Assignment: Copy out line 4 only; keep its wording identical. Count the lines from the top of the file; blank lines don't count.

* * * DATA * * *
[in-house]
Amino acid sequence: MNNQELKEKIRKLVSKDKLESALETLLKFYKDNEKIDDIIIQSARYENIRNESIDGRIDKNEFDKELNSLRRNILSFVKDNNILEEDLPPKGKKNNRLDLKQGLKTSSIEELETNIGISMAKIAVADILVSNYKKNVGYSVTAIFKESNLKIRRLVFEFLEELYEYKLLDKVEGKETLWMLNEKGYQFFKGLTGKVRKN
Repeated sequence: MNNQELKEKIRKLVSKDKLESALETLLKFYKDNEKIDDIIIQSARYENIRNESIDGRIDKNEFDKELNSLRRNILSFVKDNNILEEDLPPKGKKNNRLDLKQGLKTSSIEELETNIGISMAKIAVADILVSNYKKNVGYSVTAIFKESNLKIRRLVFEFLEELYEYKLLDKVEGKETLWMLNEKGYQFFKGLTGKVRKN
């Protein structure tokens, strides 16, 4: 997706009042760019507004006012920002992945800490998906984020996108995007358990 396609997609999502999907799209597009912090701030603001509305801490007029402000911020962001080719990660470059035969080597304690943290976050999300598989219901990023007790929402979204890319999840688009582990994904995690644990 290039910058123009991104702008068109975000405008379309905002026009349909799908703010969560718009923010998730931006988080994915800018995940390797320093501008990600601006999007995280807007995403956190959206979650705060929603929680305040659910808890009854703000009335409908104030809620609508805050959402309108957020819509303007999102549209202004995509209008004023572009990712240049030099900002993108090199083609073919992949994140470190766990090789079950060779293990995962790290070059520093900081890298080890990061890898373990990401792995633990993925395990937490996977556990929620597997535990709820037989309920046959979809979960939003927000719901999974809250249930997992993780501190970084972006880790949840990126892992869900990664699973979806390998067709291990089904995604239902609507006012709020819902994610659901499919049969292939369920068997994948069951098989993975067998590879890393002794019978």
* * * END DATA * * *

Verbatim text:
């Protein structure tokens, strides 16, 4: 997706009042760019507004006012920002992945800490998906984020996108995007358990 396609997609999502999907799209597009912090701030603001509305801490007029402000911020962001080719990660470059035969080597304690943290976050999300598989219901990023007790929402979204890319999840688009582990994904995690644990 290039910058123009991104702008068109975000405008379309905002026009349909799908703010969560718009923010998730931006988080994915800018995940390797320093501008990600601006999007995280807007995403956190959206979650705060929603929680305040659910808890009854703000009335409908104030809620609508805050959402309108957020819509303007999102549209202004995509209008004023572009990712240049030099900002993108090199083609073919992949994140470190766990090789079950060779293990995962790290070059520093900081890298080890990061890898373990990401792995633990993925395990937490996977556990929620597997535990709820037989309920046959979809979960939003927000719901999974809250249930997992993780501190970084972006880790949840990126892992869900990664699973979806390998067709291990089904995604239902609507006012709020819902994610659901499919049969292939369920068997994948069951098989993975067998590879890393002794019978």